We are still learning how to do this, but this is what it means to be a SEARCHLIGHT CHURCH (but here's a longer definition). Jesus' mission and God's heart is to seek and save the lost, and that means carrying the light of Christ into the darkness. Jesus not only said, "I am the light of the world"; he also said, "You are the light of the world." Let's continue inviting folks to church and Christ, but let's sink our hearts and hands into getting up and getting out... let's go and tell.

Tuesday, September 30, 2008

how can i be a part?

Cross-posted from Good Shepherd Sermon Blog.

At Good Shepherd we have been asking the mission question - the lighthouse/searchlight question: "What is God doing and how can I be a part?" In this past Sunday's service we had a number of people from the Good Shepherd family share testimony about how they are answering that question. Listen to or download all the testimonies in series above or download individual portions below.

download (click, then choose "save to disk" for playback on computer or iPod, or play sermon live in this window below)

**Sermon audio is also accessible as a free podcast in iTunes - search for "Good Shepherd Sermons or Robert Austell"**
Right click on links below to download mp3 or left click to open in your mp3 player. All testimonies in sequence will play in the window by using the flash player above.

01 Robert Austell - A Faithful Worker (2 Timothy 2:15 mini-sermon)
(starts at 0:00)

02 Melanie Hatfield - In My Neighborhood (starts at 3:42)

03 Graham Meeks - Writing with Purpose
(starts at 9:28)

04 Phoebe Elliot - Serving in Worship (starts at 12:06)

05 Susan Slade - Rediscovering Talent (starts at 14:39)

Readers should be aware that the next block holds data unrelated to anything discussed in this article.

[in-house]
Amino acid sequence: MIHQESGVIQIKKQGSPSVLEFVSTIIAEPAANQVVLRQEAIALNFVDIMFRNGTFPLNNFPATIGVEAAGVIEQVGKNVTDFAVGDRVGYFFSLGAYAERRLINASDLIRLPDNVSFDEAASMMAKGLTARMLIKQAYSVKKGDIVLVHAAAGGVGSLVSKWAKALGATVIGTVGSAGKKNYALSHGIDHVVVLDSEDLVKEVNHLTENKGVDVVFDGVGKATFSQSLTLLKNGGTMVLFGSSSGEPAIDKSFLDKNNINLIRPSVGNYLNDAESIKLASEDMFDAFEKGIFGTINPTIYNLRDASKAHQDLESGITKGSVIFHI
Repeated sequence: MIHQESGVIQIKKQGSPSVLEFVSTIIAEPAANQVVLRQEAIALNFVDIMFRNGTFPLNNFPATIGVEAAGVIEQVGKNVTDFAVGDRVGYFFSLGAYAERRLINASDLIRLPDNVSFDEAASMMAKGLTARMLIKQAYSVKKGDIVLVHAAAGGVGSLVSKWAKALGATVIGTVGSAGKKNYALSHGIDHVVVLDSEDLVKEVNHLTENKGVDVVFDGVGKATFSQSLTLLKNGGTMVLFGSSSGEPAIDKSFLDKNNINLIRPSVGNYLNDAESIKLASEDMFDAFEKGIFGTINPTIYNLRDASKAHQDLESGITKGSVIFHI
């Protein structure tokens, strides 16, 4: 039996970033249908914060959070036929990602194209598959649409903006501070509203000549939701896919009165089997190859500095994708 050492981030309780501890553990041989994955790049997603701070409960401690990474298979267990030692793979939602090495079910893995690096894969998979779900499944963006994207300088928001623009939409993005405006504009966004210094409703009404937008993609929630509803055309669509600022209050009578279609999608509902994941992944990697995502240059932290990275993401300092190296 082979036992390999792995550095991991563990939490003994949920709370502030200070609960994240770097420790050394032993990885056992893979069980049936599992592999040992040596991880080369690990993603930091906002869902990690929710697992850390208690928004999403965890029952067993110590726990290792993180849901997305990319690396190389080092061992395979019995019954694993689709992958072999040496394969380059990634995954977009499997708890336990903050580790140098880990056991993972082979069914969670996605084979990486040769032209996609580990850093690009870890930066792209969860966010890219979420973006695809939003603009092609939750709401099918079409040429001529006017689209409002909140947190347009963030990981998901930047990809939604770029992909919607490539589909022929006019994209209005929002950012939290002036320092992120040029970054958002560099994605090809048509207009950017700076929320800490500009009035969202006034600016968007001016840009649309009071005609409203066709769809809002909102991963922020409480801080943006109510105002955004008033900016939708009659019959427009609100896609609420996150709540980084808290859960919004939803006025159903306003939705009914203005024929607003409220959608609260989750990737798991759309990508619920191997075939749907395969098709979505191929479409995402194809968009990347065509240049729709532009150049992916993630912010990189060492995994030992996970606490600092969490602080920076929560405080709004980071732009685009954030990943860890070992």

06 Katie Meeks - A Mother's Calling (starts at 18:47)

07 John Shuler - Art and the Word (starts at 22:58)

08 Barbara Thompson and Jane Chiseck - Knitting in Nicaragua (starts at 25:47)

09 Mary Hill Lane - Piano, Prayer, and Technology (starts at 33:28)

Friday, September 12, 2008

inconsequential church, pt 2 [response]

As a follow-up to my post below called "Inconsequential Church," I would add the following (which I posted in the comments at Jan Edmiston's blog).

At my church, we've been wrestling with the [Michael Frost] question, "If your church disappeared tomorrow, would anyone outside the church notice or care?"

In some ways, it's like the question of whether anyone would notice or care if my family and I sold our house and moved out of our neighborhood.

Under what conditions would people notice or care? Well, probably they would if we had friendships and relationships with our neighbors... if we were good neighbors.

Surely the same is true of our churches (and there is some precedent, of course, to think about what it means for the Christian community to be a "good neighbor").

So, that's what we're pursuing as a church. It's awkward; there's no blueprint; we come from traditions of "if you build it they will come" and the only view of our literal church neighbors is the 20 second walk from the parking lot to the church building... and that, only if we look around.

It's strange and hard, but that's what I think it will take to be noticed, missed, relevant, significant, etc... - and those are non-club words for what I believe Christ asks of us in "faithfulness."

can i get a witness?

I read the report of the court case over Kirk of the Hills church with great sadness. In some ways, the expulsion of this congregation of over 2000 from the building and property saddens and discourages me more than the years of wrangling over ordination issues. When Christian sue Christians there can be no good outcome... only a lose-lose. When the local church wins the property, it's just embarrassing and a black eye on Presbyterians and Christians in general. But in this first prominent case of a presbytery winning the property from such a vital congregation... it is, in my opinion, disastrous.

Who in that community would want to come to the soon-vacant building? Who will buy the property? What will that money be used for? Even if a strict PCUSA understanding of property trust was upheld, something far greater was lost. The witness to Jesus Christ in that community and area, not only for PCUSA Christians, but for all Christians and churches, has been tainted. Does anyone doubt me? I'd pray that I'll be proven wrong. But go into a coffeeshop and ask someone who has read the article in the paper what they think of the Church... of Christians... and then count the cost.